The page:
Bob Belden, the immensely talented musician, composer, producer, writer, was a true renaissance man, who, being just 58 years old, passed away much too soon. We had met a few times over the years and the kind spirit he was, we stayed in touch, him sending the occasional track, info what he was working on or an article about one of his projects, deservedly proud about the reviews he got. Just a few months back he had a trip to Iran, on which the NY Times reported – asked in an email how the experience going there was, he just wrote to me: ‘Amazing! Beyond my wildest dreams’. I am glad he could live this dream.



International Jazz Day 2015

And what did you do on International Jazz Day? Checking out the live stream from the main event in Paris online, featuring a host of jazz stars including OKeh’s Dee Dee Bridgewater and Dhafer Youssef, or going local and check out what the club in your town had to offer? That’s what we did – Clamores Jazz in Madrid didn’t offer anything specific under the umbrella of International Jazz Day, but used the day to celebrate 25 years of the Spanish jazz magazine Cuadernos De Jazz and to remember its founder Raul Mao, who unfortunately passed away 2 years ago. The magazine has its prominent place in the history of jazz in Spain and is today, as an online edition only, run by Raul’s widow Maria Antonia and still a great source of information for the interested listener and reader.


After short speeches about Raul and the magazine the music proceedings started with pianist Agusti Fernandez, who performed with the drummer Lucia Martinez. The pianist, who has worked with Evan Parker, Derek Bailey and other musicians of the European avant-garde jazz scene and the young drummer and percussionist Lucia Martinez (Jason Lindner, Alexander von Schlippenbach, etc.) started with powerful improvisations in which Fernandez took the lead and Martinez followed sensibly by listening and watching the pianist and when he let her took the lead, a great improviser showed her skills.


This opened the appetite for the main course of the evening: the Joachim Kühn Trio featuring alt-saxophonist Ernesto Aurignac und drummer Ramon Lopez, who has played and recorded with Joachim before. Kühn is a European jazz legend, one of Germanys leading musicians in that genre, who has won many awards for his music, but still continues to challenge and is still one of the most exciting and powerful pianists in a freer sense to listen to. And he was one of only very few pianists Ornette Coleman chose to work with and record a beautiful album with and during the night Joachim called two Ornette tunes for the trio to perform – they did so in a very tight and powerful way, Joachim improvisational skills leading the way to open up the compositions, leaving a little melodic touch lingering and still driving with relentless force to new areas within the song. In the end Joachim as well took up his horn and he and Ernesto blew out the night. An impressive and worthy celebration.

jazzahead 2015 – Come:Shine

Bremen’s jazzahead has truly become the most important international jazz meeting of the year, together with Jazz Connect in New York. This year’s edition moved into a bigger hall, therefore giving more space to more exhibitors and guests to meet and talk and listen …. and they came – 929 exhibiting companies and over 3000 industry attendees from 55 countries registered this year. And it worked perfectly – having 2 great venues to showcase talents, the other venue where gigs are played in a 2 minutes walking distance … just great. If they can move the venues for the panel discussion out of the exhibition hall and as well into the hall where the showcases are, that would make sense as well, as the main room is too noisy if you want to hold a panel discussion there …. Just a thought to improve things a bit!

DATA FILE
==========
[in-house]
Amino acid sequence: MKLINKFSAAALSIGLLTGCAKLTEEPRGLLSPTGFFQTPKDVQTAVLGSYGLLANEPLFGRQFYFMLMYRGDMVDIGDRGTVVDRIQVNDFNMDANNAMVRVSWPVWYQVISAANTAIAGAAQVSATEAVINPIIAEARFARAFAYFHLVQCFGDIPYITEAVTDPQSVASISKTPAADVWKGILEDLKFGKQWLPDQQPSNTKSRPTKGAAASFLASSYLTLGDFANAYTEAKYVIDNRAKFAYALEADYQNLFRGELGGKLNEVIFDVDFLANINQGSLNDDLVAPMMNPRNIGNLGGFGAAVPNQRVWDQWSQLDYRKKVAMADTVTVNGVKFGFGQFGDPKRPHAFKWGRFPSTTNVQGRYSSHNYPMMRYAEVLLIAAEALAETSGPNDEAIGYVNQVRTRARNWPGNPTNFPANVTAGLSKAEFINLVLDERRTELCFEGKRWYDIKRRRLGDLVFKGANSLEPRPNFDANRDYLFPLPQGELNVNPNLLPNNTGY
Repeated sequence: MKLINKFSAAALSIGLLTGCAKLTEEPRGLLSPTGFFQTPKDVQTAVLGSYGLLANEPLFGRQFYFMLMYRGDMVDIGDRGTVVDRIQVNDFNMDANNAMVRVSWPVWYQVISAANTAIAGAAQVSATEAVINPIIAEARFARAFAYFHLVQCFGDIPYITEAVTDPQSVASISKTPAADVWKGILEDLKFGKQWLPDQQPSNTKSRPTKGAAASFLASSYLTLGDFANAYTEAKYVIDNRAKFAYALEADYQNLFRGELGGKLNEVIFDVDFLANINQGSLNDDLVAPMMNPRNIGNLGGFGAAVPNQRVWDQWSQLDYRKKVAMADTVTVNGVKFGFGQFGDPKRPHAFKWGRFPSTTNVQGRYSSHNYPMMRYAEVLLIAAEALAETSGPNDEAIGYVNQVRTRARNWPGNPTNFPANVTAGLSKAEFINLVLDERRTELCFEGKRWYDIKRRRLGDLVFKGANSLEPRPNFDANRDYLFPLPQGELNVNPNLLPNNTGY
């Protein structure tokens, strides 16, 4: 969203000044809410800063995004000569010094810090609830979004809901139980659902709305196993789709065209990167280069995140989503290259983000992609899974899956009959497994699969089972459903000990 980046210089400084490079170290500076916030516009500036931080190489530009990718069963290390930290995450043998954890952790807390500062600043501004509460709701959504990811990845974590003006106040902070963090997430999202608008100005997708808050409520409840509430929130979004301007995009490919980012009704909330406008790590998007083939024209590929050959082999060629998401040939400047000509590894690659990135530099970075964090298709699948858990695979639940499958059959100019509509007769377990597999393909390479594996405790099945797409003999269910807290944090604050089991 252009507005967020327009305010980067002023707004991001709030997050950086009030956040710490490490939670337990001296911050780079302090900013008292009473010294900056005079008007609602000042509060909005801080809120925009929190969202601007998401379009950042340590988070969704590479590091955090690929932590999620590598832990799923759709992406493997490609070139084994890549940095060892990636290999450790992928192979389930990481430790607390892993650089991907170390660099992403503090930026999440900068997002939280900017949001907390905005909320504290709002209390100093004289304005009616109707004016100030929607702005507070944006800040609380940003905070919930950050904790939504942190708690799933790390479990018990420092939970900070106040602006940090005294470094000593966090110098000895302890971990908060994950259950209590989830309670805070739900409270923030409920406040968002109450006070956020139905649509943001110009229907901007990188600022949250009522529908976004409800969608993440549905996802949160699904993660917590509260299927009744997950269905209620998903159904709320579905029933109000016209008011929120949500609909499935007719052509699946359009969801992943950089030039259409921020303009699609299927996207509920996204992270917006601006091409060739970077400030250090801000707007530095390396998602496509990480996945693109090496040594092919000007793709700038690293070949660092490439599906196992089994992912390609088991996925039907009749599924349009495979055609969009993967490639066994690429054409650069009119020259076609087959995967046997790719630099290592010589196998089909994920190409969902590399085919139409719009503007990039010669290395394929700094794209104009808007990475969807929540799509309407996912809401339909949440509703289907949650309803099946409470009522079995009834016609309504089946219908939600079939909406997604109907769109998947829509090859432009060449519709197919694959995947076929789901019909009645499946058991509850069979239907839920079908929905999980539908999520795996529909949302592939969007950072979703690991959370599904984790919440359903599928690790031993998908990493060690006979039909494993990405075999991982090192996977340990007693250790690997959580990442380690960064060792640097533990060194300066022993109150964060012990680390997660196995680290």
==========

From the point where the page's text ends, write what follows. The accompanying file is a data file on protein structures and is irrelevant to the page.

DSC00706      Kellylee Evans

I arrived on Friday early afternoon and basically ran from one meeting to the other, which was cool in a way, as it is always only a few steps to the next place, but even then you will run into someone unexpectedly and your schedule for the day is messed up pretty quickly …. After dinner I went to see my first live act of jazzahead 2015 – Canadian singer Kellylee Evans, who I had the pleasure to meet (but not hear) at Jazz Connect earlier in the year and I did enjoy her show – Kelleylee mixes her jazz with a big portion of Soul and HipHop and is not afraid to improvise or scat over an Eminem song and make that her own. The band she played with didn’t knock me out, but was good enough in this showcase to let her talent and individuality shine – one to watch out for! A beer at the bar with some old friends, chatting and then off to the SACEM Night, which was part of the French focus of jazzahead this year, to see trumpet player Airelle Besson, whose project Prelude, a duo with guitarist Nelson Veras, I adore. Here she premiered her new project: the Airelle Besson Quartet, featuring Isabel Sorling (voc), Benjamin Moussay (p, keyb) and Fabrice Moreau (dr) and it was as impressive in terms of song writing and performance as the first album is. Airelle has a beautiful sound on her instrument and wrote some cool tracks for this bass-less band to perform – great as well singer Isabel Sorling, whose voice mainly adds wordless colours to the music, intensifying the emotions and supporting the overall sound … at one point the group sounded like the Pat Metheny group when he still used a vocalist … impressive!!! The album of this group is expected to be released in the fall of this year – watch this spot – I am sure I will report about it.